“When Obi was the governor, he returned missionary schools taken away from Anglicans, as well as those that belonged to the Catholics. He couldn’t do that to all, because not all churches had schools taken by the government. He started giving them money to rebuild the infrastructures and Anglican got money based on the number of schools they have. The same policy was extended to the Catholic, while government schools also received money based on the number of schools. He ensured that it was equitably distributed. We had hospitals in Anambra State that met certain standards and what the government did was to grade the hospitals to know the ones to support. It was not a denominational matter, but strictly based on equity.
“For instance, the hospital at Waterside owned by the Catholic was given a lot of money to upgrade their infrastructure. Hospitals such as Our Lady of Lords at Ihiala, the Anglican hospital at Enyielu, as well as another hospital at Amechi, all got money to upgrade their infrastructure. When Anambra State won the Bill Gate prize because the governor did well at eradicating polio, the Bill and Melinda Gate Foundation gave some money, but the governor still added some amount to it. He partnered with the churches as one group. He requested from the Catholic Bishop of Onitsha a piece of land, where he could build a maternity and healthcare centre. He requested for the same thing from the Anglican Bishop of Aguata, as well as the Catholic and Anglican Bishops in Awka. Everything was done equitably.”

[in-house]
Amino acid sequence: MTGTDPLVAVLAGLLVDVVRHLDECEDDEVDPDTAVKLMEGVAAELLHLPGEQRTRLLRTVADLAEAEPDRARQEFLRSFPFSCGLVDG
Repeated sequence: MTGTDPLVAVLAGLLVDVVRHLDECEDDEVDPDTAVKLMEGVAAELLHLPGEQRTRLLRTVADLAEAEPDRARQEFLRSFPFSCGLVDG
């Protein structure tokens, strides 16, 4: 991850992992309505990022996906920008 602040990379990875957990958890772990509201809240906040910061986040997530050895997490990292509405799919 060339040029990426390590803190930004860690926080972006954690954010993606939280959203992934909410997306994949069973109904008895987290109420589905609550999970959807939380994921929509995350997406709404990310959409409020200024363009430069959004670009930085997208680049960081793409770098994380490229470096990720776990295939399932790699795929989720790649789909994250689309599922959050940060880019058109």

But those that believe Obi never supported other churches in the state refuted this claim.
Obienyem, an Anambra citizen debunked it. Said he: “When Obi was giving out ambulances to churches, he supported a hospital in Awka called Jesus Is The Lord hospital owned by Bishop Eberechukwu, the head of Pentecostals in Anambra State. He also extended to Bishop Nwachukwu of the Pentecostal faith all the support he gave to other churches. The Methodist Church was not left out of this largesse. But when it came to schools and such things, the Anglican and Catholics were the only beneficiaries,” he said.
On the allegation that the former governor urged Roman Catholics in the state to ensure that his successor should be a Catholic, Obienyem retorted: “how could you believe that Peter Obi would do such a thing? There was actually no need for that. People say all sorts of things to tarnish somebody’s image. They just come up with all sorts of imagined things. He was fair to everybody.”
Obiano Moves To Stem The Tide
Last year, The Guardian reported that the relationship between the Anglican and the Catholic Church had turned sour over the demolition of Ebenezer Anglican Church in Oyolu-Ozeh, Nkwelle Ezunaka, Anambra State. The demolition, which was carried out by people allegedly fulfilling the agenda of some prominent individuals in the state, created a serious strain in the relationship between the two orthodox Churches, so much so that even the state governor, Chief Willie Obiano was implicated. Today, however, things have changed for the better, as the governor has taken steps to reconcile, not just the two orthodox churches, but also all the churches in the state, which felt that he has not favoured them since assuming office. The Guardian learned that the Anambra number one citizen is making spirited efforts to bring all the churches together.